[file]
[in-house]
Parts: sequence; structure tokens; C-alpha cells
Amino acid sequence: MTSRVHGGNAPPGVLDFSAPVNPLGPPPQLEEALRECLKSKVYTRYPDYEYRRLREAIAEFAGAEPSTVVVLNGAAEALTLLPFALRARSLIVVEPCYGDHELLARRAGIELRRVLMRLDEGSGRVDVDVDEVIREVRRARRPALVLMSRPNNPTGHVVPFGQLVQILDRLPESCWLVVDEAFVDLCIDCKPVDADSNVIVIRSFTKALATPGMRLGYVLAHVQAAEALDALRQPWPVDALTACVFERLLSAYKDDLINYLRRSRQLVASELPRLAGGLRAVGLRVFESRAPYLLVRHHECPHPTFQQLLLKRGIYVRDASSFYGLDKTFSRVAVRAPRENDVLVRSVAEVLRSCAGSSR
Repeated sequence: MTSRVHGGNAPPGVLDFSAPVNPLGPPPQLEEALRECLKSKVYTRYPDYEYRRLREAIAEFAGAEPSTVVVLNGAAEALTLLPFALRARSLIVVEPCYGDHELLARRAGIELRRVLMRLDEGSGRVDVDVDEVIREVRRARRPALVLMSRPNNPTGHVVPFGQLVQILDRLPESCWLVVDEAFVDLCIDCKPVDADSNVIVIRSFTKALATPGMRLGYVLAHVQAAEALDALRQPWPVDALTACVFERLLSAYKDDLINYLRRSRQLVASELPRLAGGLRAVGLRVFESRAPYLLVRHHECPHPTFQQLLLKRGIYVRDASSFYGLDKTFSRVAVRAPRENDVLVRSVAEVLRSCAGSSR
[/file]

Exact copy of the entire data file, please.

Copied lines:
[in-house]
Parts: sequence; structure tokens; C-alpha cells
Amino acid sequence: MTSRVHGGNAPPGVLDFSAPVNPLGPPPQLEEALRECLKSKVYTRYPDYEYRRLREAIAEFAGAEPSTVVVLNGAAEALTLLPFALRARSLIVVEPCYGDHELLARRAGIELRRVLMRLDEGSGRVDVDVDEVIREVRRARRPALVLMSRPNNPTGHVVPFGQLVQILDRLPESCWLVVDEAFVDLCIDCKPVDADSNVIVIRSFTKALATPGMRLGYVLAHVQAAEALDALRQPWPVDALTACVFERLLSAYKDDLINYLRRSRQLVASELPRLAGGLRAVGLRVFESRAPYLLVRHHECPHPTFQQLLLKRGIYVRDASSFYGLDKTFSRVAVRAPRENDVLVRSVAEVLRSCAGSSR
Repeated sequence: MTSRVHGGNAPPGVLDFSAPVNPLGPPPQLEEALRECLKSKVYTRYPDYEYRRLREAIAEFAGAEPSTVVVLNGAAEALTLLPFALRARSLIVVEPCYGDHELLARRAGIELRRVLMRLDEGSGRVDVDVDEVIREVRRARRPALVLMSRPNNPTGHVVPFGQLVQILDRLPESCWLVVDEAFVDLCIDCKPVDADSNVIVIRSFTKALATPGMRLGYVLAHVQAAEALDALRQPWPVDALTACVFERLLSAYKDDLINYLRRSRQLVASELPRLAGGLRAVGLRVFESRAPYLLVRHHECPHPTFQQLLLKRGIYVRDASSFYGLDKTFSRVAVRAPRENDVLVRSVAEVLRSCAGSSR